“You’re going to be asked, ‘Where have you been? What symptoms are you facing?’ ” Earley said. “You’re going to have a series of questions asked today that you weren’t asked five years ago.”
Brantly isn’t alone in going overseas. Each year, one or two residency graduates travel to a foreign country to work full time, according to JPS, and another half-dozen will take part in mission trips. Graduates include Dr. Darin Portnoy, vice president of the International Board of Doctors Without Borders.
I could not have any greater respect for doctors like Dr. Brantly, not only for their humanitarian efforts, but for the medical knowledge they bring back to JPS.
Robert Earley, president and chief executive officer of JPS Health Network
“I could not have any greater respect for doctors like Dr. Brantly, not only for their humanitarian efforts, but for the medical knowledge they bring back to JPS,” Earley said.
Brantly said another outbreak, whether it’s malaria, Ebola or the Zika virus, could show up at any time so hospitals like John Peter Smith must remain vigilant.
“One of the lessons we learned is our interconnectedness, that anything happening somewhere around the world — any epidemic, disaster, humanitarian crisis — it can show up at our doorstep in the blink of an eye and we have to be prepared for that,” Brantly said.
Brantly said he sees JPS as “ the safety net” for those in need and values helping his patients through difficult times.
“Many of our patients don’t have access to care anywhere else,” Brantly said. “And just like medicine anywhere else, I get to walk through life with people in the midst sometimes of their most difficult and challenging circumstances they’ve faced — a terminal diagnosis, bad news, poor prognosis and also the most joyful times with people — like the birth of a new baby.”
To some of his patients, he’s just a familiar face. But some recognize him and bring up his battle of more than two years ago. Brantly said all of the responses have been positive and many have said they prayed for him.
“I have patients in the clinic occasionally who say, ‘Where do I know you from?’ or “I’ve seen you on TV,’” Brantly said. “And sometimes I have patients who I got to take care of as a resident and they show up in my clinic and put two and two together and they say, ‘I saw you on TV and I told everybody that’s my doctor.’ ”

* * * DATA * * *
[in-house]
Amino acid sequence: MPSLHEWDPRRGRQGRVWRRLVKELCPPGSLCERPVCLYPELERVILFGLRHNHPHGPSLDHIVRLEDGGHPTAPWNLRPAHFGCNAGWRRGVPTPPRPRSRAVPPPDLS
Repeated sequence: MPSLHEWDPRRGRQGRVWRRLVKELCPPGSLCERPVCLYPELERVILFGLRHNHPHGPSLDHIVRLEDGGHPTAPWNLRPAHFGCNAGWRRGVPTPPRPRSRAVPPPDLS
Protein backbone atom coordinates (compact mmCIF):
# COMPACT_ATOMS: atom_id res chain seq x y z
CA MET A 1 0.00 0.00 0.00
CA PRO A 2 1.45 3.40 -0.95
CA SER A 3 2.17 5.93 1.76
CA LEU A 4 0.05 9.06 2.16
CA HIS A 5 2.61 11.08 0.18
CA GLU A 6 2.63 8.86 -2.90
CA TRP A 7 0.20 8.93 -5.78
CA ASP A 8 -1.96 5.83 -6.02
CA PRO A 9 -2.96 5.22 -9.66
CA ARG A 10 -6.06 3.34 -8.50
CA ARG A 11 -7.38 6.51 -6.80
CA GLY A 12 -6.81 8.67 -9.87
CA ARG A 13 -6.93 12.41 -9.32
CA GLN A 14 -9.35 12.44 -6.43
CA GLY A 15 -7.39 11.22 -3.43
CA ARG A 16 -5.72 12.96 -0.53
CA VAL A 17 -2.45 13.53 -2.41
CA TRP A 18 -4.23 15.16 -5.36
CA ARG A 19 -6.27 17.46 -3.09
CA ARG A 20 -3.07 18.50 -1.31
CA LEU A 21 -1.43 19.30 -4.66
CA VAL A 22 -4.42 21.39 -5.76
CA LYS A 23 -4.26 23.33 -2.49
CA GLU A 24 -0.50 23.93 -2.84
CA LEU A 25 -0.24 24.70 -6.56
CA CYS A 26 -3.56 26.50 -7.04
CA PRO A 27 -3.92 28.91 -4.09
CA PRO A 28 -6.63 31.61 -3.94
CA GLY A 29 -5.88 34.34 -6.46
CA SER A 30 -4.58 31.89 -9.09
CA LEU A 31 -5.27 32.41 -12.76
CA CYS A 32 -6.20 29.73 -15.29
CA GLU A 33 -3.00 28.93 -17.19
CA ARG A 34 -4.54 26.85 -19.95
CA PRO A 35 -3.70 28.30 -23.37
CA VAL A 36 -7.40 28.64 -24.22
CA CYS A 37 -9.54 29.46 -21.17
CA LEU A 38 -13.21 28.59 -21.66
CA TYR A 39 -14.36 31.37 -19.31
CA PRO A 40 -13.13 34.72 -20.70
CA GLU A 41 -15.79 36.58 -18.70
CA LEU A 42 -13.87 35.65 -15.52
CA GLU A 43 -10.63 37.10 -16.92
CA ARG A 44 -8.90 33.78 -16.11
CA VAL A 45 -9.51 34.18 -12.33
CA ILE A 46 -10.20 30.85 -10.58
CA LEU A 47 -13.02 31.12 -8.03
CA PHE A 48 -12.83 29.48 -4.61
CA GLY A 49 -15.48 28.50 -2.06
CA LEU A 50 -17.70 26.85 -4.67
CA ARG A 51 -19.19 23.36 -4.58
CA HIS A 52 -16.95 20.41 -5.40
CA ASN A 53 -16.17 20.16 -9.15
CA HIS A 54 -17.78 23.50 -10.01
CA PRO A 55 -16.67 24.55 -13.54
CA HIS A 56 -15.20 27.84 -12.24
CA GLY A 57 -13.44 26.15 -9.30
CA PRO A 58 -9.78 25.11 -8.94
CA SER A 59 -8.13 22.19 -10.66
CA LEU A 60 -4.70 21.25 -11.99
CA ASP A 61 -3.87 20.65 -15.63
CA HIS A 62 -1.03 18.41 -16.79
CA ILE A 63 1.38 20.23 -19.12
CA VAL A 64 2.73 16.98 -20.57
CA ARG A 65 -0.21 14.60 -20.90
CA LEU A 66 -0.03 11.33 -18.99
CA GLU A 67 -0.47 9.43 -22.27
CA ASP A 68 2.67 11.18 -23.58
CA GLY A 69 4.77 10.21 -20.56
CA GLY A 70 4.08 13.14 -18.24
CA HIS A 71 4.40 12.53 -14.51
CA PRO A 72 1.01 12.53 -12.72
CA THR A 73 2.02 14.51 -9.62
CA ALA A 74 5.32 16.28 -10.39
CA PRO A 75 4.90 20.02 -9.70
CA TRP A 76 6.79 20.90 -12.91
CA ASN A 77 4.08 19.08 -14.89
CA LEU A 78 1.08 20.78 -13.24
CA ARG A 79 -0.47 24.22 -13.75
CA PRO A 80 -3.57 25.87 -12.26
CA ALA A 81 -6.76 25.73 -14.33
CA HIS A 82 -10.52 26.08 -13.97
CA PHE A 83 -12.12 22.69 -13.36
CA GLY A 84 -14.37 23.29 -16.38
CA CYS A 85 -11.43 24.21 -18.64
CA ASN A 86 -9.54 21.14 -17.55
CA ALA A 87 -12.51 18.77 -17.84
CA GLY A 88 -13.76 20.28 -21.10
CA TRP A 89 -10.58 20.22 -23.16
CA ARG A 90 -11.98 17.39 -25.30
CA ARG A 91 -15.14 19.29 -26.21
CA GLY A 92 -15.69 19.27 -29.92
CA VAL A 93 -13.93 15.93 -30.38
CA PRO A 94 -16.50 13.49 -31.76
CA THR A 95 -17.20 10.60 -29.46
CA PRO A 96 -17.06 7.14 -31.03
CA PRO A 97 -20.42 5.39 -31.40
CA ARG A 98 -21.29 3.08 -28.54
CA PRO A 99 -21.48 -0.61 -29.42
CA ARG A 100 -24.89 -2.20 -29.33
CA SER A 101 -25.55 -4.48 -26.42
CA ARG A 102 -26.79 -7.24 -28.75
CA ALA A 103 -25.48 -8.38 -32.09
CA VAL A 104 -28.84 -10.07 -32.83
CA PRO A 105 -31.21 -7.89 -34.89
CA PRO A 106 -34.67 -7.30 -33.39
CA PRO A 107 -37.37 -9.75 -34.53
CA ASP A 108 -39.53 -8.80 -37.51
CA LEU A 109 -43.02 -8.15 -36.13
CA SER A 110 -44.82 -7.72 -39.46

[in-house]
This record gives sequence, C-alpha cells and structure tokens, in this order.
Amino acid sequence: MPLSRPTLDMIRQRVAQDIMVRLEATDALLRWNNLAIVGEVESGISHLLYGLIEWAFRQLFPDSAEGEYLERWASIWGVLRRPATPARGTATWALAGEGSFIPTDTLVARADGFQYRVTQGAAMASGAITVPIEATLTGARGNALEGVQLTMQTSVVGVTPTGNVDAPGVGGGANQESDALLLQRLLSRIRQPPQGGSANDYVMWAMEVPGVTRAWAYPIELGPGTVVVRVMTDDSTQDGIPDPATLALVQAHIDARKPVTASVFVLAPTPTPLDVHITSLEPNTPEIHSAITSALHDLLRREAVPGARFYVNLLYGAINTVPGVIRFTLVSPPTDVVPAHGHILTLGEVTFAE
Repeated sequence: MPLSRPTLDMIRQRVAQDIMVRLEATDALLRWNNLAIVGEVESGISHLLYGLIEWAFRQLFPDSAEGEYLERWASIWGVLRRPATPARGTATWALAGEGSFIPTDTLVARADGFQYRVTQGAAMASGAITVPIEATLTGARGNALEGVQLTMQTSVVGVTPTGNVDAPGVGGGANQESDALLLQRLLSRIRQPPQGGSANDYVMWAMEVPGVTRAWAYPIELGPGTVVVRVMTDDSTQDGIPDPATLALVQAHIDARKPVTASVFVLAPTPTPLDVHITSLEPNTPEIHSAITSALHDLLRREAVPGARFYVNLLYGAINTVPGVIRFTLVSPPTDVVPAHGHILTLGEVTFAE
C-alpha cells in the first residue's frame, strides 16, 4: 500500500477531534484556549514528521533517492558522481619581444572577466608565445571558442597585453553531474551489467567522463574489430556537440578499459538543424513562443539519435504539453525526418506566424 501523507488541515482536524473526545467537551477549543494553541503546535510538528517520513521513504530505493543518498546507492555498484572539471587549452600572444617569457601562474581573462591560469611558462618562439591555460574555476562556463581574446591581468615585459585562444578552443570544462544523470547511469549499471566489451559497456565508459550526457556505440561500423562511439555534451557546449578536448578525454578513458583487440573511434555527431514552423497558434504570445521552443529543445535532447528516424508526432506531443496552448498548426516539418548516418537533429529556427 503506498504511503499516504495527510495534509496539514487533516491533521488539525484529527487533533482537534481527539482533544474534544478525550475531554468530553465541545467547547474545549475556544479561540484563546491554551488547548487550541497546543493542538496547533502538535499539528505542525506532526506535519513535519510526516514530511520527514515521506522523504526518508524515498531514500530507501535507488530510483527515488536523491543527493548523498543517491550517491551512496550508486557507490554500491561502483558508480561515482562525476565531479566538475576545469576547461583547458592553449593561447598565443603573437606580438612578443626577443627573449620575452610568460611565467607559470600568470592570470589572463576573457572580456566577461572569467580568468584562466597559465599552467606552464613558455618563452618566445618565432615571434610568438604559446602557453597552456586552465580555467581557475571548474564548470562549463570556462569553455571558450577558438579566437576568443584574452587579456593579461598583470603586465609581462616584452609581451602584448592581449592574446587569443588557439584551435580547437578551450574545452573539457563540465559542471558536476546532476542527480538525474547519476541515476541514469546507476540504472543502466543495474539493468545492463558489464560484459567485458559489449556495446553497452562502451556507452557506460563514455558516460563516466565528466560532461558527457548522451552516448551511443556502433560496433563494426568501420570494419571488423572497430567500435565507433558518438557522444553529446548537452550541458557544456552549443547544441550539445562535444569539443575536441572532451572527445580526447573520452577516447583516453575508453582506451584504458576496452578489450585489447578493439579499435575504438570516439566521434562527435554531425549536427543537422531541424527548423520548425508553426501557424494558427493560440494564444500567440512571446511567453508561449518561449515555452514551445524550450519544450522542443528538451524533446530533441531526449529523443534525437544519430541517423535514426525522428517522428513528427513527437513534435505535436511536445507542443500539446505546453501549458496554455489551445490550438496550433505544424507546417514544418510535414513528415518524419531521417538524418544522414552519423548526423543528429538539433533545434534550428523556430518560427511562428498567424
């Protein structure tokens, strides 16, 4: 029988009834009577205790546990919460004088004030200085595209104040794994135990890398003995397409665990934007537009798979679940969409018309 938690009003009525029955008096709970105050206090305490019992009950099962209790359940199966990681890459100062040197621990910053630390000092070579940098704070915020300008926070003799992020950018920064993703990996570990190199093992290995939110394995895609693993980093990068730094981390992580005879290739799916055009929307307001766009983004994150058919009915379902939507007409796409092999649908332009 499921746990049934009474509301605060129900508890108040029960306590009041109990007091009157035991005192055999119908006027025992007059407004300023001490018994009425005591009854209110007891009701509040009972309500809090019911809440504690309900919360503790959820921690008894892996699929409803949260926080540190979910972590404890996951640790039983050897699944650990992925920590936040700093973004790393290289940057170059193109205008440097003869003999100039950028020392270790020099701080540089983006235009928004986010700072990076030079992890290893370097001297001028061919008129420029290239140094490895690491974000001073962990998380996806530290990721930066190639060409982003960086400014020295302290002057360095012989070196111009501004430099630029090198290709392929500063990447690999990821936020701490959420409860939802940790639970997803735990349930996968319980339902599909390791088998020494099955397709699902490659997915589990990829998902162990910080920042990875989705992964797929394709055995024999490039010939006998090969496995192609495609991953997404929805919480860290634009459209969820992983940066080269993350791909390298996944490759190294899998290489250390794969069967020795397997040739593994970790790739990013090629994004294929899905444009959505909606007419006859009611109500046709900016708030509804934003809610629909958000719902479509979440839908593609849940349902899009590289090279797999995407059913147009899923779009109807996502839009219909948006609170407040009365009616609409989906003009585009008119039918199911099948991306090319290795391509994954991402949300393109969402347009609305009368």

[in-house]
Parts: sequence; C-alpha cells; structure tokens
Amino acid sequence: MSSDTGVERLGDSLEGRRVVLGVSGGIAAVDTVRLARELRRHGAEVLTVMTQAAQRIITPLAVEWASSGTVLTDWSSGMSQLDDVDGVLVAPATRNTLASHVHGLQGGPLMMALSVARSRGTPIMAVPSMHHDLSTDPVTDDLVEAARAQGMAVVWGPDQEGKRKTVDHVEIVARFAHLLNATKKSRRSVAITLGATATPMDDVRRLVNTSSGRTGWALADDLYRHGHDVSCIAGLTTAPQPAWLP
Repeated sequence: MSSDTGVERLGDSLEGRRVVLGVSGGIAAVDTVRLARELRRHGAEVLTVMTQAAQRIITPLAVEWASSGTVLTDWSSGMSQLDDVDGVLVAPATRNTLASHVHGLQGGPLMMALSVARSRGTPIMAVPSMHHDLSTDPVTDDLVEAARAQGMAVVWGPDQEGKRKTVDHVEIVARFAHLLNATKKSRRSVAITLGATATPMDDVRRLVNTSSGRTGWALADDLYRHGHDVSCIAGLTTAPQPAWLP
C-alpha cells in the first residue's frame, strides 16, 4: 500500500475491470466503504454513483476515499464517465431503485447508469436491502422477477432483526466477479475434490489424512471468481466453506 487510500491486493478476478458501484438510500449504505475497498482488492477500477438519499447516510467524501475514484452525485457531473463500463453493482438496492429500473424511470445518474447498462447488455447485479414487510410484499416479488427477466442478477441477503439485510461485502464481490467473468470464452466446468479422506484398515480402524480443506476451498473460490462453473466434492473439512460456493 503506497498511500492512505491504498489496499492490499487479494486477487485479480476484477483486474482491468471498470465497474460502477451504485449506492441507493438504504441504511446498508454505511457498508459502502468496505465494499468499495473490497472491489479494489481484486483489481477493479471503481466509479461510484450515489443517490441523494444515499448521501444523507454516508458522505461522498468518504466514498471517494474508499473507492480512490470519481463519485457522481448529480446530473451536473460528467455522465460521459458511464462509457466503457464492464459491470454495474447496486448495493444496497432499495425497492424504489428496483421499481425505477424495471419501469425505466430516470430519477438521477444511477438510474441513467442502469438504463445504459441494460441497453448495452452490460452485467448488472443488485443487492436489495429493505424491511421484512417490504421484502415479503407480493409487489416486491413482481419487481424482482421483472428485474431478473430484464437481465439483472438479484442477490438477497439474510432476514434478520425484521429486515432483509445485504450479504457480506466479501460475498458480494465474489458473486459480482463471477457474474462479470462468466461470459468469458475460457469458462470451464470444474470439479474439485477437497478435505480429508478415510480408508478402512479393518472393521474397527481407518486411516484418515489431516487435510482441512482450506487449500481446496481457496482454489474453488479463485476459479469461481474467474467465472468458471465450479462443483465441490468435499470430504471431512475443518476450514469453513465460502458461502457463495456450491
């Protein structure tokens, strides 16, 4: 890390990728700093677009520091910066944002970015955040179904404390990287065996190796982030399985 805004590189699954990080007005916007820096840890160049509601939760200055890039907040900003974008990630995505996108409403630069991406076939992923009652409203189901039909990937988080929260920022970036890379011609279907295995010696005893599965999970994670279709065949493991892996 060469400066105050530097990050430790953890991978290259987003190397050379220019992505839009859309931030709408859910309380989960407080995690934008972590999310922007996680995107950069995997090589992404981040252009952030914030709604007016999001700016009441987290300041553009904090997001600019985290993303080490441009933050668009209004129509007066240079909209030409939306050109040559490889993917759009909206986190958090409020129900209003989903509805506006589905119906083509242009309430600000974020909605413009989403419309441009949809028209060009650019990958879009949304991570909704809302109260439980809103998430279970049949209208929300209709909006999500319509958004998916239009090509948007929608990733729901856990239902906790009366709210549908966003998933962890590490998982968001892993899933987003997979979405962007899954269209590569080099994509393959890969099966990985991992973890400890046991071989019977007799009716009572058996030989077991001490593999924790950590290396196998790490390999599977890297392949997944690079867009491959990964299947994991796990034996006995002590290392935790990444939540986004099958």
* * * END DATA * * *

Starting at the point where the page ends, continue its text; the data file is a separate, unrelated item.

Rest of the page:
That’s understandable after he graced the cover of Time magazine and wrote a book with his wife, Amber, Called for Life: How Loving Our Neighbor Led Us Into the Heart of the Ebola Epidemic.
He may find more people recognizing him again next year when a documentary Facing Darkness is shown across the country for one-night only on March 30.
Brantly says he hopes it inspires people to get involved — not just in West Africa but in places like Iraq and Syria.
Samaritan’s Purse is setting up an emergency field hospital to deal with those fleeing Mosul in Northern Iraq. Brantly hopes some doctors will heed the call to work in the hospital in the coming months.
“I hope that our voice is heard not only pointing at West Africa but I hope our voice is heard pointing to a need all over the world,” Brantly said. “What’s happening in Aleppo right now is devastating. It is a catastrophe of the greatest magnitude and we need to be paying attention.
“We need to not just turn a blind eye.”
Will Brantly ever return to Liberia or some other place as a medical missionary? He won’t rule it out.
For now, his work in Fort Worth is rewarding but eventually he wants to head overseas again.
“I hope we get to back to that work, whether it’s disaster response or what we were setting out to do, which was to live lives of quiet service among people of great need,” Brantly said.
“Right now, we’re trying to do that among the people of Tarrant County.”